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Regulatory B cells in an experimental model of type 1 diabetes

Camargo Da Rosa, Larissa 2017. Regulatory B cells in an experimental model of type 1 diabetes. PhD Thesis, Cardiff University.
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Abstract

Regulatory B cells, producing IL-10, have been studied in many autoimmune diseases. However, less is known about these cells in Type 1 diabetes (T1D), a disease characterized by the destruction of beta-cells by the immune system, leading to deficient production of insulin. Although B cells play a role in development of T1D, most previous investigations have focused on their pathogenic involvement. B cell depletion has been shown to be protective against diabetes development. To examine regulatory B cells in T1D, we used Non-Obese Diabetic (NOD) mice and non-diabetes-prone B6g7 mice as controls. We compared both strains for the production of cytokines and expression of putative regulatory phenotypes in spleen B cells cultured with various stimulants, at different ages. We observed that NOD mice that were > 35 weeks old and naturally protected against T1D had more IL-10-producing B cells than B6g7 and diabetic NOD mice, and this number increased even more on stimulation with lipopolysaccharide (LPS) stimulation. When LPS-stimulated B cells from protected mice were cultured in vitro with CD8 T cells and DCs, their potential for suppression of T cell cytotoxic activity was higher than unstimulated B cells and B cells from diabetic mice. This inhibitory effect was associated with higher levels of IL-10. Lastly, we carried out an investigation where B cells were transiently depleted in transgenic NOD mice expressing human CD20, to enable depletion using a human anti-CD20 monoclonal antibody. We evaluated the effect of depletion and repopulation on regulatory B cells, testing whether the protection afforded by B cell depletion was due to a change in regulatory B cell number or function. B cells with putative regulatory phenotypes were susceptible to depletion and, although the treatment with anti-CD20 reduced the incidence and delayed the onset of diabetes, there was no difference in the IL-10 producing B cell population by the time of full repopulation of B cells. Thus, this protective effect of B cell depletion was unlikely to be due to IL-10-producing B cells. In conclusion, for the first time, regulatory B cells were extensively studied in NOD mice and we demonstrated that protected NOD mice had higher frequencies of spleen B cells producing IL-10 than diabetic NOD mice. Further investigation is warranted to understand how these IL-10-producing B cells contribute to protection against type 1 diabetes.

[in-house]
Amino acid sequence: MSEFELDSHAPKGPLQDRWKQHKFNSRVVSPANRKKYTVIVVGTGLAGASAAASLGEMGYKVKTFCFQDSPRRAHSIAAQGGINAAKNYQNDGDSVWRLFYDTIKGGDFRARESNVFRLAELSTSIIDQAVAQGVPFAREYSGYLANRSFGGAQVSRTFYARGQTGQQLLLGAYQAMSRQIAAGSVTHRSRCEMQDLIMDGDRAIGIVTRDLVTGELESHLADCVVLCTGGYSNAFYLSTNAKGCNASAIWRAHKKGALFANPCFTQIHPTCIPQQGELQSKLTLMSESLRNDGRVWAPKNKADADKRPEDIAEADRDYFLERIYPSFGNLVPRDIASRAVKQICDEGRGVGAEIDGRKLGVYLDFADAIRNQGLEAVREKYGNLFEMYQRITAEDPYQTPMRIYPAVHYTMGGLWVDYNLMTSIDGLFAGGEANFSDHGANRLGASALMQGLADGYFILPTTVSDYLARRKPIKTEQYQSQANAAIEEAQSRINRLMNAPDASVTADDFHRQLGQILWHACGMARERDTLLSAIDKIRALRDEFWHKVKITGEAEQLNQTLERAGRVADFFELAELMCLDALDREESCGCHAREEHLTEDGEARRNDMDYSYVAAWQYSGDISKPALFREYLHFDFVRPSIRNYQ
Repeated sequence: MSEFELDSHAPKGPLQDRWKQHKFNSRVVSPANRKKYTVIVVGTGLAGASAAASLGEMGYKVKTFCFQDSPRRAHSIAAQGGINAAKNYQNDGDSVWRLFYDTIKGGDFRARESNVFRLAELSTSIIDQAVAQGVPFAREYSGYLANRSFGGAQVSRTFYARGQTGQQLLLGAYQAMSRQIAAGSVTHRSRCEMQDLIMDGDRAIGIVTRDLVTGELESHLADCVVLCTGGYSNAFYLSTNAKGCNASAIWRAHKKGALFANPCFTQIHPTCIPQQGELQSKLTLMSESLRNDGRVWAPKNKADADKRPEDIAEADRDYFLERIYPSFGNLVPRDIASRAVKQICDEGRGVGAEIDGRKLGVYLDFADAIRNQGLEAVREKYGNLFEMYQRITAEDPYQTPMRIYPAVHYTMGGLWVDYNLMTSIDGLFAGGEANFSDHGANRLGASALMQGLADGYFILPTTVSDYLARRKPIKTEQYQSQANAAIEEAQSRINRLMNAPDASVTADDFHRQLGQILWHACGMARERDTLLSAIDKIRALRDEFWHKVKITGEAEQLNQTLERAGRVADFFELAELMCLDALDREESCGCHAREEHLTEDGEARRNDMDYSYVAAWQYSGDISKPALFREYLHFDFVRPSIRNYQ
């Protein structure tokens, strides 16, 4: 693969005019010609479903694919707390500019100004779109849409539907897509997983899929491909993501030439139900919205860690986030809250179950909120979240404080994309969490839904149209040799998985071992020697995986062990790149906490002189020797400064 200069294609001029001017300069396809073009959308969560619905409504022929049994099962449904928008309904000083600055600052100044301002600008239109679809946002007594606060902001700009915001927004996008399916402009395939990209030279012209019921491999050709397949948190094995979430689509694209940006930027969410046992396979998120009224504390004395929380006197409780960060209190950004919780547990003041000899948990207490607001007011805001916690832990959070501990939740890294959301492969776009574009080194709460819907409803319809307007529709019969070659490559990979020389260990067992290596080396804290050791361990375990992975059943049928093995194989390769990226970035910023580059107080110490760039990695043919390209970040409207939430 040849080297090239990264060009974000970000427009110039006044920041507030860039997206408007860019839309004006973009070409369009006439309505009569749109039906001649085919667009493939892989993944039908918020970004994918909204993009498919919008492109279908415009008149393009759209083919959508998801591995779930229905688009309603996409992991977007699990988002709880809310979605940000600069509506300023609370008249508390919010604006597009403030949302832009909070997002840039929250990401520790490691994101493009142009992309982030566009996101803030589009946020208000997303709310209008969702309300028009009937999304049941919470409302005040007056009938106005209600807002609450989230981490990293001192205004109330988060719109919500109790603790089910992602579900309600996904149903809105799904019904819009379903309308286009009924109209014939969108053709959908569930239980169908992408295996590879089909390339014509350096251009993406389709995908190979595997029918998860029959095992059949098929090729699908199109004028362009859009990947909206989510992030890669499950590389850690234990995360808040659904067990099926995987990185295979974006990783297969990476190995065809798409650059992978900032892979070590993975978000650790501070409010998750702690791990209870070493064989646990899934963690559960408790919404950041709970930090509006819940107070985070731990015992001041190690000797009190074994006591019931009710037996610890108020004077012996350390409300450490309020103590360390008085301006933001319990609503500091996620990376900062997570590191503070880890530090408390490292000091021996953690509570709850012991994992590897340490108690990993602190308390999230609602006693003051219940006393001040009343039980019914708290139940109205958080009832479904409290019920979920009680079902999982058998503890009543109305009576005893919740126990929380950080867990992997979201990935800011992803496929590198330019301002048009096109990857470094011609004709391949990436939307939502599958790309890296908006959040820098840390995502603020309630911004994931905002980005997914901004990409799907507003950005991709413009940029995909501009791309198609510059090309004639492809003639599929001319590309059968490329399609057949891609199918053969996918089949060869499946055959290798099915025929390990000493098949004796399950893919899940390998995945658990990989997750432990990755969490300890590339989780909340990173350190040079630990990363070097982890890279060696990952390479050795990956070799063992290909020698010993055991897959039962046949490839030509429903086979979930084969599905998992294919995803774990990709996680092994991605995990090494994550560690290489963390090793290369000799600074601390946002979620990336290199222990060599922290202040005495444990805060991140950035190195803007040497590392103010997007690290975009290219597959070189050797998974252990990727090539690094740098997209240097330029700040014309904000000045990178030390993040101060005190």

Item Type: Thesis (PhD)
Status: Unpublished
Schools: Medicine
Subjects: R Medicine > R Medicine (General)
Date of First Compliant Deposit: 11 May 2017
Last Modified: 04 Jun 2017 09:49
URI: http://orca-mwe.cf.ac.uk/id/eprint/100517

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